1. Why do pharmaceutical companies need to share their patents, know-how and technology?
We need to do everything within our power to end the corona pandemic as quickly as possible. Now that a number of pharmaceutical companies have developed safe and effective vaccines, the next step is to make them available to everyone in the world without further delay. The longer we wait, the more damage it will inflict on our health, societies and economies. Moreover, new mutations of the virus might make current vaccines less effective.
To protect everyone in the world rapidly, it is vital to maximize the production capacity of vaccines. All available factories of qualified pharmaceutical companies worldwide should be running right now to make enough vaccines for all of us. The few pharmaceutical companies that currently produce approved vaccines, should share their patents, know-how and technology, enabling other pharmaceutical companies to produce these vaccines as well.
Sharing only patents would be insufficient. Patents give manufacturers the right to make the vaccine, but do not tell them how to make them. Therefore, it is also essential that companies share all knowledge necessary to produce vaccines. This includes, for example, the recipe, test data and technical instructions.
Thus, in order to curb the pandemic, an optimal manufacturing capacity is crucial. Making both patents and knowledge accessible for others to contribute to this, is key.
2. What is the Covid-19 Technology Access Pool (C-TAP)?
In 2020, the World Health Organization (WHO) set up a platform to facilitate the voluntary sharing of Covid-19 related patents, know-how and technology: the Covid-19 Technology Access Pool (C-TAP). This pool provides pharmaceutical companies the opportunity to share their patents and knowledge in return for a fair remuneration. As such, they allow and enable other qualified pharmaceutical companies to produce vaccines as well, without fear of prosecution for breaching patents.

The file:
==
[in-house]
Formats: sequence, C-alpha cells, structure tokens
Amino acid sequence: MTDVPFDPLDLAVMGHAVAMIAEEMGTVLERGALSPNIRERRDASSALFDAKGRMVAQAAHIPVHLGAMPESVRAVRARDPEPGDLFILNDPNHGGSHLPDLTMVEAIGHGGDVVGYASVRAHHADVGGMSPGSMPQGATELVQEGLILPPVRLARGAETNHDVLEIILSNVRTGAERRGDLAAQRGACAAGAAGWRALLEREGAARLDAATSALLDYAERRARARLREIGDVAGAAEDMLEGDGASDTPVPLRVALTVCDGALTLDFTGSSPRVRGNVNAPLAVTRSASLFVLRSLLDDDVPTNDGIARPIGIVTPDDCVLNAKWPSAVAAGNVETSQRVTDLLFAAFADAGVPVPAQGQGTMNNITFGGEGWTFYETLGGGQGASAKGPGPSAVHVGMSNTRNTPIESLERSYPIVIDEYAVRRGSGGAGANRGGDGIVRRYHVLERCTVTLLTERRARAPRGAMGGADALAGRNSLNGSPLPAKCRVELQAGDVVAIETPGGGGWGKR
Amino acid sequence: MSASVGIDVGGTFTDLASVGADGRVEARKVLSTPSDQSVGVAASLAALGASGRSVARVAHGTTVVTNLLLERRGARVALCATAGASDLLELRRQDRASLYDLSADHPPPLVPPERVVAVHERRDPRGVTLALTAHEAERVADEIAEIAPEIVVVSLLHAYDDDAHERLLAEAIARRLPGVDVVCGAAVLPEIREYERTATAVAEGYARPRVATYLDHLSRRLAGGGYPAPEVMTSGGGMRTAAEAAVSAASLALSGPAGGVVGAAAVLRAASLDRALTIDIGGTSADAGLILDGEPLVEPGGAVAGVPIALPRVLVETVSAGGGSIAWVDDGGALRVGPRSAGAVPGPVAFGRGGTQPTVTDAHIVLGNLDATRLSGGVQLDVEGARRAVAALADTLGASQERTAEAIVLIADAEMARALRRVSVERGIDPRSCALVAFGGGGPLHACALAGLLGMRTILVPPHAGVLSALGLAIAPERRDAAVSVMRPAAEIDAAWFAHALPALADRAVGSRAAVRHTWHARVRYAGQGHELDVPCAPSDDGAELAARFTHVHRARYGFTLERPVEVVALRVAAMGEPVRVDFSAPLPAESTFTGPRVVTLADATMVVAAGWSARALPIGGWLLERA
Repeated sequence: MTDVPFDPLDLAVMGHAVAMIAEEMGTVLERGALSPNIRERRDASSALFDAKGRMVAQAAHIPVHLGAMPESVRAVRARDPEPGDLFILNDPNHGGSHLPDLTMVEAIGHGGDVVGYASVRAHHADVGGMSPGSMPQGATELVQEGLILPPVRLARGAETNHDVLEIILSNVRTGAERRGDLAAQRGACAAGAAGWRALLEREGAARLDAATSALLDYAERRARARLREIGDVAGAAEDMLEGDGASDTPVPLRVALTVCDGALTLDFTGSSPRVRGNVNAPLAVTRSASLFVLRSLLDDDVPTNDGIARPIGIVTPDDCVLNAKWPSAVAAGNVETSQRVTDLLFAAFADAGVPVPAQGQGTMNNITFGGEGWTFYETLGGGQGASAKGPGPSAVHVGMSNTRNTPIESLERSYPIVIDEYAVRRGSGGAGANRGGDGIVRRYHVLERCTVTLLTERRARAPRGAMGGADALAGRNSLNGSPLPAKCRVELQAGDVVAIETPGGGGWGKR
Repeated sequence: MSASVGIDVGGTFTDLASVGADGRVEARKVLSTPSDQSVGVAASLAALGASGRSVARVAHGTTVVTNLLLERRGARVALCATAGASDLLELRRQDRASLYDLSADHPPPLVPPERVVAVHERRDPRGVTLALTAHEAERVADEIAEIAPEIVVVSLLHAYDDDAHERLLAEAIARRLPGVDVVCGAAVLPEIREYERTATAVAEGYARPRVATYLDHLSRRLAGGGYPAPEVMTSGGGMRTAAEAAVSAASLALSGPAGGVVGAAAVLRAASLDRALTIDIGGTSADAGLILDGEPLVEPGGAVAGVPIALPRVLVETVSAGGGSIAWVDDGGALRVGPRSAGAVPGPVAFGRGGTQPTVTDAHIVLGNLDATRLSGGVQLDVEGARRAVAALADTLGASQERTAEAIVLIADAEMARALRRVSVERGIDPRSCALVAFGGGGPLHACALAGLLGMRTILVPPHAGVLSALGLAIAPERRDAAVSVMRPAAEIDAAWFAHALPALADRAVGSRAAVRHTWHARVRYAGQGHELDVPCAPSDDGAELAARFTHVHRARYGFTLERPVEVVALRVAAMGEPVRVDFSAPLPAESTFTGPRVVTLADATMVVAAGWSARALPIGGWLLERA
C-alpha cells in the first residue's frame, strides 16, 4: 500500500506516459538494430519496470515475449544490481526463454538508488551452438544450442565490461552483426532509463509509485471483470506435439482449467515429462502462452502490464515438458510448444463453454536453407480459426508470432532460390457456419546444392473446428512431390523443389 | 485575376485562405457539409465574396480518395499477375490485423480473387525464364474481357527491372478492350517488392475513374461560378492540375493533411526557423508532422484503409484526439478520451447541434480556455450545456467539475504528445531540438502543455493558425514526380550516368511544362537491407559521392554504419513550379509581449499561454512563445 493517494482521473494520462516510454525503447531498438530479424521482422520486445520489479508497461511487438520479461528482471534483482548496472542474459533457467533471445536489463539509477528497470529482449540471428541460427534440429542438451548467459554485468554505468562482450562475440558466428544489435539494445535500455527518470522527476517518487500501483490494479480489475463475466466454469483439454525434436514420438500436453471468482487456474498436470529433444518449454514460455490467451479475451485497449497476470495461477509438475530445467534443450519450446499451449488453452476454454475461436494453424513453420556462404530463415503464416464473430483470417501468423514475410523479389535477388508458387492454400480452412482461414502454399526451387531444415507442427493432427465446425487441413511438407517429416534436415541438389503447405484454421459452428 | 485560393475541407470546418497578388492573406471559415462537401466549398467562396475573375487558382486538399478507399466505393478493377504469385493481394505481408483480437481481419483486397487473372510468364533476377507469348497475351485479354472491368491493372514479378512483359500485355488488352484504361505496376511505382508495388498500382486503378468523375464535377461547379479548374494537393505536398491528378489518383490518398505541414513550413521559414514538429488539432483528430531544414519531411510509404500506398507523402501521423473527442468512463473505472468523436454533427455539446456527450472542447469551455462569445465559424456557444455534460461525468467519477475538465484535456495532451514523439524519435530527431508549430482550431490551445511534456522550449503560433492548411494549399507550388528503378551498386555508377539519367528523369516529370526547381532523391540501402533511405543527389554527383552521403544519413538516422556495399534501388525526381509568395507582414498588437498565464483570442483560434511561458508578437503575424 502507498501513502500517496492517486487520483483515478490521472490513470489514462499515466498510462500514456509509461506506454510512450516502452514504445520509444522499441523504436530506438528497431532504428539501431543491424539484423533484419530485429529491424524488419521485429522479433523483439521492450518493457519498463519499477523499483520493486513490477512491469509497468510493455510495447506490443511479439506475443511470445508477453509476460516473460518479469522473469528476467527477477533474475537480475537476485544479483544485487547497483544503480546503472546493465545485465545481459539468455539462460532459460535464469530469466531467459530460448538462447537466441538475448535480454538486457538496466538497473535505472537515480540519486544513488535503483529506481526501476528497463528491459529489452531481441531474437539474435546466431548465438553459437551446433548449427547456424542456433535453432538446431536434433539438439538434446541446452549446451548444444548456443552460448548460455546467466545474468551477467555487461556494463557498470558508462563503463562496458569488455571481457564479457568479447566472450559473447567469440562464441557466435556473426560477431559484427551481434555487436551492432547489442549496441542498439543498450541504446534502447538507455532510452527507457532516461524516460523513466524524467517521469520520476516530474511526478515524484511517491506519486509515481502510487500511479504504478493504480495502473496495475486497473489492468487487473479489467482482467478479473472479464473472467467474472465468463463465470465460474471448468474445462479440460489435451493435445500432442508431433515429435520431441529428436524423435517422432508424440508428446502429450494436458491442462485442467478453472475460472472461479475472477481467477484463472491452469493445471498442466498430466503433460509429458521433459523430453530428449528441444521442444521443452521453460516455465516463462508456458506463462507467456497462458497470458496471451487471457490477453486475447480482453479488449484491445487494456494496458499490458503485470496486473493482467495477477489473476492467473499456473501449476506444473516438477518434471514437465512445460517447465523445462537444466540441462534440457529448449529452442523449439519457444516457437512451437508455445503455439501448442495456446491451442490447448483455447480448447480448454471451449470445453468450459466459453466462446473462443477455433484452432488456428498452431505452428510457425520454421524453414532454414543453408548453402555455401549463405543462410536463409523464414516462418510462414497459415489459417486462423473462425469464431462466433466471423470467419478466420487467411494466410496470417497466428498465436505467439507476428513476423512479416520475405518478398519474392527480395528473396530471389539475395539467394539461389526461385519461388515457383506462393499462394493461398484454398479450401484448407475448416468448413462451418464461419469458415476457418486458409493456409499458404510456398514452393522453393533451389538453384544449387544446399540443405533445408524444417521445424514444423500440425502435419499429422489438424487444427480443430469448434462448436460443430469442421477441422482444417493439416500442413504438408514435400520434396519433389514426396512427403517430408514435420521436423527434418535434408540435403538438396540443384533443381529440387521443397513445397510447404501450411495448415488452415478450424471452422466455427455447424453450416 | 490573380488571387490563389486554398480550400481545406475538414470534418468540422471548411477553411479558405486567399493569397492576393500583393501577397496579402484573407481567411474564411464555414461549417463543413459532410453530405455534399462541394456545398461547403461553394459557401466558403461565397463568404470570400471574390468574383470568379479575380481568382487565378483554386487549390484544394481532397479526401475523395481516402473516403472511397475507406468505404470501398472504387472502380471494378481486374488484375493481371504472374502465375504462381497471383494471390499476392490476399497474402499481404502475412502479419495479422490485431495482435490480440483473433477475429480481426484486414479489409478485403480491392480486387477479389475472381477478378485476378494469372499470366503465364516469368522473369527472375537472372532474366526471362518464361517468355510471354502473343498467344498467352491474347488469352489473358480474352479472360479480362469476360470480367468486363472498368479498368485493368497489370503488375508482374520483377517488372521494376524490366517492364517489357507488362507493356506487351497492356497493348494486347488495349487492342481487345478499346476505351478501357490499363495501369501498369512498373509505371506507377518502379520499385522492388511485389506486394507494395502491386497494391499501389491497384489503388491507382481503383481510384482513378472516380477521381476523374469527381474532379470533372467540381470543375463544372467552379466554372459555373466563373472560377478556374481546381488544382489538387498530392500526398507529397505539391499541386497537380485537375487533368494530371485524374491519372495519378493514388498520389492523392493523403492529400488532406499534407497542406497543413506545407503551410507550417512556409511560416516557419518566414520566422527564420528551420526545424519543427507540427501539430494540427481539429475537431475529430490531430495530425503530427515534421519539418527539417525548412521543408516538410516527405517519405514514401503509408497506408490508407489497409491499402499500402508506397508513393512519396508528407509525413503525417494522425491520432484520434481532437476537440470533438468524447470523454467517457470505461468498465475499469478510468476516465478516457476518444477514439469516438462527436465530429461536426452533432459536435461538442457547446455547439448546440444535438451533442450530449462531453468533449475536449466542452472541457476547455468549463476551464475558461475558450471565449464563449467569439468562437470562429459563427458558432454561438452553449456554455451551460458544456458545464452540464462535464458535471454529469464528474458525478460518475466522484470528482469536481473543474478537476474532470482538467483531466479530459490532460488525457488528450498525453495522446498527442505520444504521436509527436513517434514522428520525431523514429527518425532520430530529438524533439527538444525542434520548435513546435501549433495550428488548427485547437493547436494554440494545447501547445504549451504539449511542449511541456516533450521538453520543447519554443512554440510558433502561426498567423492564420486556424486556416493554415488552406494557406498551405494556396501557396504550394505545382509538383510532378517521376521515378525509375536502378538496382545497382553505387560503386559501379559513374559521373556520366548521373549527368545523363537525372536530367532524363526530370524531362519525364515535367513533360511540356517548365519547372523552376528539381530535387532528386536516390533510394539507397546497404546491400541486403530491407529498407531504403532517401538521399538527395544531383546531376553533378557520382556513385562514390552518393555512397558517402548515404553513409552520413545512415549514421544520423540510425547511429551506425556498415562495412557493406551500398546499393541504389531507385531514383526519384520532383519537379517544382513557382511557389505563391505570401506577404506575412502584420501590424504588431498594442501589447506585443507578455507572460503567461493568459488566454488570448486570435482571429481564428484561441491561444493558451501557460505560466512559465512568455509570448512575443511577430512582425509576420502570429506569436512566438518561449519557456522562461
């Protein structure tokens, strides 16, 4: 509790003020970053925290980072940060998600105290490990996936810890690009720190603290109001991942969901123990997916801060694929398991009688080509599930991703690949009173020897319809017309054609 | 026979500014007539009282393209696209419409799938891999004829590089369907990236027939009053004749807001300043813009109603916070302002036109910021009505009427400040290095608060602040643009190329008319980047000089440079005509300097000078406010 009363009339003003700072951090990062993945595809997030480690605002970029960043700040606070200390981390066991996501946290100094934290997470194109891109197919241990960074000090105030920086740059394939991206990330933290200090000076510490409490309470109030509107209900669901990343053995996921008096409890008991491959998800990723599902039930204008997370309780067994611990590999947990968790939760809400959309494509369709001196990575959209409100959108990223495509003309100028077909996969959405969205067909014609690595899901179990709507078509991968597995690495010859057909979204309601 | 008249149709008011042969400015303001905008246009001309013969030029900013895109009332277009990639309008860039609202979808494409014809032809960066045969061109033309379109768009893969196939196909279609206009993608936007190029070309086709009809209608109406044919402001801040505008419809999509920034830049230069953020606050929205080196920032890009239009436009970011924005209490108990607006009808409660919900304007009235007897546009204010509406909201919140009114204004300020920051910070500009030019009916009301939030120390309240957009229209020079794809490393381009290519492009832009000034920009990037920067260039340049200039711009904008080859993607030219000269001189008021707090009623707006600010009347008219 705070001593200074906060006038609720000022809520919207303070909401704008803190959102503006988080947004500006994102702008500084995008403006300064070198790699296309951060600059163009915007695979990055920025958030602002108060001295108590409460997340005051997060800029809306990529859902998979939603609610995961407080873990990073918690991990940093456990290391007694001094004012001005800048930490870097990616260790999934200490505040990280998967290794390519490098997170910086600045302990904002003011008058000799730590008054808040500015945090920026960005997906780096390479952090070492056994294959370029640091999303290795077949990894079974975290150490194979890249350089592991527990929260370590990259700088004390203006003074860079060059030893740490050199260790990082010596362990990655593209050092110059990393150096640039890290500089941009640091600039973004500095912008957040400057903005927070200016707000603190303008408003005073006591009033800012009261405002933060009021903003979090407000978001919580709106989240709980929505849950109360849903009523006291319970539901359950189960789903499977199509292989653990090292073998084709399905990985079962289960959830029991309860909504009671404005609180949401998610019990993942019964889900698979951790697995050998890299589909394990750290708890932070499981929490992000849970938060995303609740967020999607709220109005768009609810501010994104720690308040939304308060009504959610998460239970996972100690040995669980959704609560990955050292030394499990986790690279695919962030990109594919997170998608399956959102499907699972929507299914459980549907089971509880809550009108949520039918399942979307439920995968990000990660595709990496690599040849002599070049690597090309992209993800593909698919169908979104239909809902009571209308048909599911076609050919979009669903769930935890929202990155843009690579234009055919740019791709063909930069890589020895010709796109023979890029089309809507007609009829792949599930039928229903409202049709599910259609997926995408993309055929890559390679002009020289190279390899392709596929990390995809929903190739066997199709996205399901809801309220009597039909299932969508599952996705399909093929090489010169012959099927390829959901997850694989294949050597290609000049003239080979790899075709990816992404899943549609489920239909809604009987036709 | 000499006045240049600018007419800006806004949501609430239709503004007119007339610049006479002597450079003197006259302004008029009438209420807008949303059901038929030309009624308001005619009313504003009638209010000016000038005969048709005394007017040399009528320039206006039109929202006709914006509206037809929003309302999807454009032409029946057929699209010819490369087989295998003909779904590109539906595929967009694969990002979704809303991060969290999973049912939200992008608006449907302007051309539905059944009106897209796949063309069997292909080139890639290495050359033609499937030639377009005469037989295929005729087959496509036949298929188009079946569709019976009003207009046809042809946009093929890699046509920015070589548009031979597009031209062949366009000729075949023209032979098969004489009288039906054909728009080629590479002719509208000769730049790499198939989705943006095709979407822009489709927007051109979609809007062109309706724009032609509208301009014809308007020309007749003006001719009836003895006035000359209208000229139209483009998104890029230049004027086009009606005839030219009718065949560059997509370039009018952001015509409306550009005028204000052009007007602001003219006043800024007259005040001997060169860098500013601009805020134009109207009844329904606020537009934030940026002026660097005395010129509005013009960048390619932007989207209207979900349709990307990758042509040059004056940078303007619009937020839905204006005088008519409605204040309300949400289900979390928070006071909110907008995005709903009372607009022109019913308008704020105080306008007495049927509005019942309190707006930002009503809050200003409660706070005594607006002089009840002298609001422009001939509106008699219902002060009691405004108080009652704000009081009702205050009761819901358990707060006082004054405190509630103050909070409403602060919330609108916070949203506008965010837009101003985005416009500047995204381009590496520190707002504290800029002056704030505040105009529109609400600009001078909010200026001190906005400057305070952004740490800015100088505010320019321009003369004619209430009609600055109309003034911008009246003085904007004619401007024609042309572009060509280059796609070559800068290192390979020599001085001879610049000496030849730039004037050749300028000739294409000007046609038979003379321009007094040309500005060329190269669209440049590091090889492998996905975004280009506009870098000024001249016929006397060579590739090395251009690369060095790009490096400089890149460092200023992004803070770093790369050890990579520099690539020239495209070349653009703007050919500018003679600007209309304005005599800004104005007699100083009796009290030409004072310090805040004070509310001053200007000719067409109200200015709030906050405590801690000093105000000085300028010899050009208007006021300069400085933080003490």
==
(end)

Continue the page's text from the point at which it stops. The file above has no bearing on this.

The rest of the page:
Unfortunately, no pharmaceutical company has shared information through C-TAP yet.
3. How do we know pooling of patents, know-how and technology is a good idea?
Pooling of patents and knowledge for treatments against infectious diseases, is not new. In 2010, Unitaid established the Medicines Patent Pool (MPP) to increase the production, availability and affordability of HIV medicines. This caused a revolution in the fight against the AIDS epidemic, making these treatments accessible to people in 141 countries who otherwise would have had to do without. As a pooling mechanism for patents and knowledge, the MPP has saved millions of lives. This approach has proven to be highly effective in curbing epidemics.
The MPP works in a very similar fashion as the Covid-19 Technology Access Pool (C-TAP): inventors of authorized technologies share their patents and knowledge voluntarily with generic manufacturers. Subsequently, the patent holding inventors receive royalties from the sale of the medicines.
4. Why do we need the sharing of patents, know-how and technology when there is COVAX?